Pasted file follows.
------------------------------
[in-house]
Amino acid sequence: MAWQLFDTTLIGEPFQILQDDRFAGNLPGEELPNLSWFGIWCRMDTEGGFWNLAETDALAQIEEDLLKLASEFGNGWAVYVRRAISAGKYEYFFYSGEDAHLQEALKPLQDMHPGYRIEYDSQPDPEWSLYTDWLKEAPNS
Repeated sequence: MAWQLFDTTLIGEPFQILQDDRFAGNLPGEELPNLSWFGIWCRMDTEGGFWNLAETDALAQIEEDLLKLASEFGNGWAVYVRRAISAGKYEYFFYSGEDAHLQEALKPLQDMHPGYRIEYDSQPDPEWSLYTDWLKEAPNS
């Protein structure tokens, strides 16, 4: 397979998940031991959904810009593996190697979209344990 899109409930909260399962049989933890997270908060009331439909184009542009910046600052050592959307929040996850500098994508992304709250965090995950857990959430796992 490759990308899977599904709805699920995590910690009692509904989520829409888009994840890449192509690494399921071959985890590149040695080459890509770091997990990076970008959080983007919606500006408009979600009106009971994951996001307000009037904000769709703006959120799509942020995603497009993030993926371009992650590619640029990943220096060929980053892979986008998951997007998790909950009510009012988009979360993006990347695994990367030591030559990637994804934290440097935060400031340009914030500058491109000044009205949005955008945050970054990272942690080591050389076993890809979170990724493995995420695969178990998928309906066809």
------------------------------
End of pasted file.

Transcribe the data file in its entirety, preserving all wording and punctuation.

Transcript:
[in-house]
Amino acid sequence: MAWQLFDTTLIGEPFQILQDDRFAGNLPGEELPNLSWFGIWCRMDTEGGFWNLAETDALAQIEEDLLKLASEFGNGWAVYVRRAISAGKYEYFFYSGEDAHLQEALKPLQDMHPGYRIEYDSQPDPEWSLYTDWLKEAPNS
Repeated sequence: MAWQLFDTTLIGEPFQILQDDRFAGNLPGEELPNLSWFGIWCRMDTEGGFWNLAETDALAQIEEDLLKLASEFGNGWAVYVRRAISAGKYEYFFYSGEDAHLQEALKPLQDMHPGYRIEYDSQPDPEWSLYTDWLKEAPNS
């Protein structure tokens, strides 16, 4: 397979998940031991959904810009593996190697979209344990 899109409930909260399962049989933890997270908060009331439909184009542009910046600052050592959307929040996850500098994508992304709250965090995950857990959430796992 490759990308899977599904709805699920995590910690009692509904989520829409888009994840890449192509690494399921071959985890590149040695080459890509770091997990990076970008959080983007919606500006408009979600009106009971994951996001307000009037904000769709703006959120799509942020995603497009993030993926371009992650590619640029990943220096060929980053892979986008998951997007998790909950009510009012988009979360993006990347695994990367030591030559990637994804934290440097935060400031340009914030500058491109000044009205949005955008945050970054990272942690080591050389076993890809979170990724493995995420695969178990998928309906066809």